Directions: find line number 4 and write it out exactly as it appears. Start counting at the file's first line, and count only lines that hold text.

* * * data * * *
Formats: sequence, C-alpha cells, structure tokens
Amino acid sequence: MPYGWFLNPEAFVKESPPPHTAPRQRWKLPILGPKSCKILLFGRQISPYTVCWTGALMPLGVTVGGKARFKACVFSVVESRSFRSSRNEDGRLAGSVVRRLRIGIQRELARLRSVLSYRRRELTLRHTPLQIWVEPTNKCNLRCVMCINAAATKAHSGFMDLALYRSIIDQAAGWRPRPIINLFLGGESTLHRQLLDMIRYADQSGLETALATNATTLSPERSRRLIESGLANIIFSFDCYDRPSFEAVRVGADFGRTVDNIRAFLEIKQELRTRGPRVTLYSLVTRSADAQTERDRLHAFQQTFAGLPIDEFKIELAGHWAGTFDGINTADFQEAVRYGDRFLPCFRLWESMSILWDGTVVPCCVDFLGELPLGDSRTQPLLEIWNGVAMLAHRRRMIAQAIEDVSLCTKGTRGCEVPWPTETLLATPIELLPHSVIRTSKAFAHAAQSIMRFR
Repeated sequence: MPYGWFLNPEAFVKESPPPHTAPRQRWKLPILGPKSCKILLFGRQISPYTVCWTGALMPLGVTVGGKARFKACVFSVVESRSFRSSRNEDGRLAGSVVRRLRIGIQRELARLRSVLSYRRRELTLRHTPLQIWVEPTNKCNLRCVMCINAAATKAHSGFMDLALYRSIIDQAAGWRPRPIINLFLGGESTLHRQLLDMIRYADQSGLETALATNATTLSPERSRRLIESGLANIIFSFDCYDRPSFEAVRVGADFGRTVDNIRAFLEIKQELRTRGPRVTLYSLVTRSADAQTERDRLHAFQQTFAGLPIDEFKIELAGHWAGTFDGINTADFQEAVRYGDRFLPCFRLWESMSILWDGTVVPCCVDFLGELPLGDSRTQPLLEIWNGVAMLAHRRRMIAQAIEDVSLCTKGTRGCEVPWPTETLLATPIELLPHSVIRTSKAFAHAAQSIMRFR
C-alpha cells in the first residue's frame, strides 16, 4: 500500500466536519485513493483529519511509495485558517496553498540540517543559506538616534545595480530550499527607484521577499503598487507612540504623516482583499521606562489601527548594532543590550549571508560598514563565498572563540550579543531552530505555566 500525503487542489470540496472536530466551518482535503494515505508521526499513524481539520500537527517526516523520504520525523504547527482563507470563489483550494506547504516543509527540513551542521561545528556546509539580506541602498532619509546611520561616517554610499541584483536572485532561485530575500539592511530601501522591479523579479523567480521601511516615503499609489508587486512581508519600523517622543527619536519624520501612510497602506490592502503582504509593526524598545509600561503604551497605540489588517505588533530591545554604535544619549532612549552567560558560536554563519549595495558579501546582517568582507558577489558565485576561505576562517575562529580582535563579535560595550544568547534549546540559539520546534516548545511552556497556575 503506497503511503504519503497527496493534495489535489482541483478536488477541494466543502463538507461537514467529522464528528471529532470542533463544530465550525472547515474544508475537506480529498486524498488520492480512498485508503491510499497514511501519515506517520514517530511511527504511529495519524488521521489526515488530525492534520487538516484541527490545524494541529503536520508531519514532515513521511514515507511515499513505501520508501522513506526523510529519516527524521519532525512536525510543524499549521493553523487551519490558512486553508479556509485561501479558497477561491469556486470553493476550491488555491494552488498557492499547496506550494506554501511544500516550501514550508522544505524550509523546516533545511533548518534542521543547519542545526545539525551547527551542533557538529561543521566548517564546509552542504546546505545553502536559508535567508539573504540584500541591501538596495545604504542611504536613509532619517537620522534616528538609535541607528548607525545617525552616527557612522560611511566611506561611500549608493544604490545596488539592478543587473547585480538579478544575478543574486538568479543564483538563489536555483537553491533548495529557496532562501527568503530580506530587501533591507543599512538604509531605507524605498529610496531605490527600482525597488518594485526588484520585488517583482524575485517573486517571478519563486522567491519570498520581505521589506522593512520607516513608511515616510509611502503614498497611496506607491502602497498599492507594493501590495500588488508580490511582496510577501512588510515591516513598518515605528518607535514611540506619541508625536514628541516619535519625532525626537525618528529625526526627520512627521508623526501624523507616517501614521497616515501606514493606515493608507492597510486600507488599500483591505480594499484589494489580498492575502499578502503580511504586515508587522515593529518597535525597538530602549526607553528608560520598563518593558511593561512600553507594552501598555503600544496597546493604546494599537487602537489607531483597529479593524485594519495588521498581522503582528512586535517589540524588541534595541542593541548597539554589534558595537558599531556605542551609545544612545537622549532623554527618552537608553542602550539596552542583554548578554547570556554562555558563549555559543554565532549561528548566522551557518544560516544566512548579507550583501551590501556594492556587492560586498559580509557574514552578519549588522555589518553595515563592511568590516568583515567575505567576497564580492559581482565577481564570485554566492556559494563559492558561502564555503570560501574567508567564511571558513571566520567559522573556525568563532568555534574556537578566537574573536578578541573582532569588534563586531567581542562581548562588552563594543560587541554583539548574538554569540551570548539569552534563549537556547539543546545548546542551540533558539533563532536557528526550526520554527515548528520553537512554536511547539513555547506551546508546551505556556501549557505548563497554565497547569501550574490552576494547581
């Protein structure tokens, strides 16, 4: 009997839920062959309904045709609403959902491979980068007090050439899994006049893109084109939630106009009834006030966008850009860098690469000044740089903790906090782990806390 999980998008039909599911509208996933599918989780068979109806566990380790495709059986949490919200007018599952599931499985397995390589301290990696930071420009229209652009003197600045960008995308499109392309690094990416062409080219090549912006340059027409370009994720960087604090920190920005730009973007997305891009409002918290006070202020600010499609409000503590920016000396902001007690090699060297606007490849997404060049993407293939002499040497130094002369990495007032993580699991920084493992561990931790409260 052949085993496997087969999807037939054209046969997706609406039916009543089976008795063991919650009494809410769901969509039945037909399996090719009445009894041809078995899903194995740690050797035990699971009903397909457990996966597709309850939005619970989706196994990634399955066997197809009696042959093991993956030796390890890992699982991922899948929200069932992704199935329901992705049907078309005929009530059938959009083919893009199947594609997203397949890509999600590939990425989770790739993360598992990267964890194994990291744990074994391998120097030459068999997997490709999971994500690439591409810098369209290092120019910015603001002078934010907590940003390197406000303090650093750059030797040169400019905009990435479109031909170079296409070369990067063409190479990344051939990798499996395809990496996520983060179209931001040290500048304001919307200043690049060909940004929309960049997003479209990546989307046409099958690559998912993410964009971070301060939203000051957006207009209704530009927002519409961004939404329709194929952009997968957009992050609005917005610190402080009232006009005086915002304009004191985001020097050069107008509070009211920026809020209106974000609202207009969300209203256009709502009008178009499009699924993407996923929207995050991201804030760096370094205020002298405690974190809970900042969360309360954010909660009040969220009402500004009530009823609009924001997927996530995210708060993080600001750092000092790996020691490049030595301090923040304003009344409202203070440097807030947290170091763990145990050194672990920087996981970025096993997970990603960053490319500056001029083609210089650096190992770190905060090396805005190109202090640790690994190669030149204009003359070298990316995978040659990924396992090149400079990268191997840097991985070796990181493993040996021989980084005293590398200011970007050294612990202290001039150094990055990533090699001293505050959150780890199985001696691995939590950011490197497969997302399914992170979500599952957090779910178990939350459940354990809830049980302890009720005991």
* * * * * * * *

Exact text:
C-alpha cells in the first residue's frame, strides 16, 4: 500500500466536519485513493483529519511509495485558517496553498540540517543559506538616534545595480530550499527607484521577499503598487507612540504623516482583499521606562489601527548594532543590550549571508560598514563565498572563540550579543531552530505555566 500525503487542489470540496472536530466551518482535503494515505508521526499513524481539520500537527517526516523520504520525523504547527482563507470563489483550494506547504516543509527540513551542521561545528556546509539580506541602498532619509546611520561616517554610499541584483536572485532561485530575500539592511530601501522591479523579479523567480521601511516615503499609489508587486512581508519600523517622543527619536519624520501612510497602506490592502503582504509593526524598545509600561503604551497605540489588517505588533530591545554604535544619549532612549552567560558560536554563519549595495558579501546582517568582507558577489558565485576561505576562517575562529580582535563579535560595550544568547534549546540559539520546534516548545511552556497556575 503506497503511503504519503497527496493534495489535489482541483478536488477541494466543502463538507461537514467529522464528528471529532470542533463544530465550525472547515474544508475537506480529498486524498488520492480512498485508503491510499497514511501519515506517520514517530511511527504511529495519524488521521489526515488530525492534520487538516484541527490545524494541529503536520508531519514532515513521511514515507511515499513505501520508501522513506526523510529519516527524521519532525512536525510543524499549521493553523487551519490558512486553508479556509485561501479558497477561491469556486470553493476550491488555491494552488498557492499547496506550494506554501511544500516550501514550508522544505524550509523546516533545511533548518534542521543547519542545526545539525551547527551542533557538529561543521566548517564546509552542504546546505545553502536559508535567508539573504540584500541591501538596495545604504542611504536613509532619517537620522534616528538609535541607528548607525545617525552616527557612522560611511566611506561611500549608493544604490545596488539592478543587473547585480538579478544575478543574486538568479543564483538563489536555483537553491533548495529557496532562501527568503530580506530587501533591507543599512538604509531605507524605498529610496531605490527600482525597488518594485526588484520585488517583482524575485517573486517571478519563486522567491519570498520581505521589506522593512520607516513608511515616510509611502503614498497611496506607491502602497498599492507594493501590495500588488508580490511582496510577501512588510515591516513598518515605528518607535514611540506619541508625536514628541516619535519625532525626537525618528529625526526627520512627521508623526501624523507616517501614521497616515501606514493606515493608507492597510486600507488599500483591505480594499484589494489580498492575502499578502503580511504586515508587522515593529518597535525597538530602549526607553528608560520598563518593558511593561512600553507594552501598555503600544496597546493604546494599537487602537489607531483597529479593524485594519495588521498581522503582528512586535517589540524588541534595541542593541548597539554589534558595537558599531556605542551609545544612545537622549532623554527618552537608553542602550539596552542583554548578554547570556554562555558563549555559543554565532549561528548566522551557518544560516544566512548579507550583501551590501556594492556587492560586498559580509557574514552578519549588522555589518553595515563592511568590516568583515567575505567576497564580492559581482565577481564570485554566492556559494563559492558561502564555503570560501574567508567564511571558513571566520567559522573556525568563532568555534574556537578566537574573536578578541573582532569588534563586531567581542562581548562588552563594543560587541554583539548574538554569540551570548539569552534563549537556547539543546545548546542551540533558539533563532536557528526550526520554527515548528520553537512554536511547539513555547506551546508546551505556556501549557505548563497554565497547569501550574490552576494547581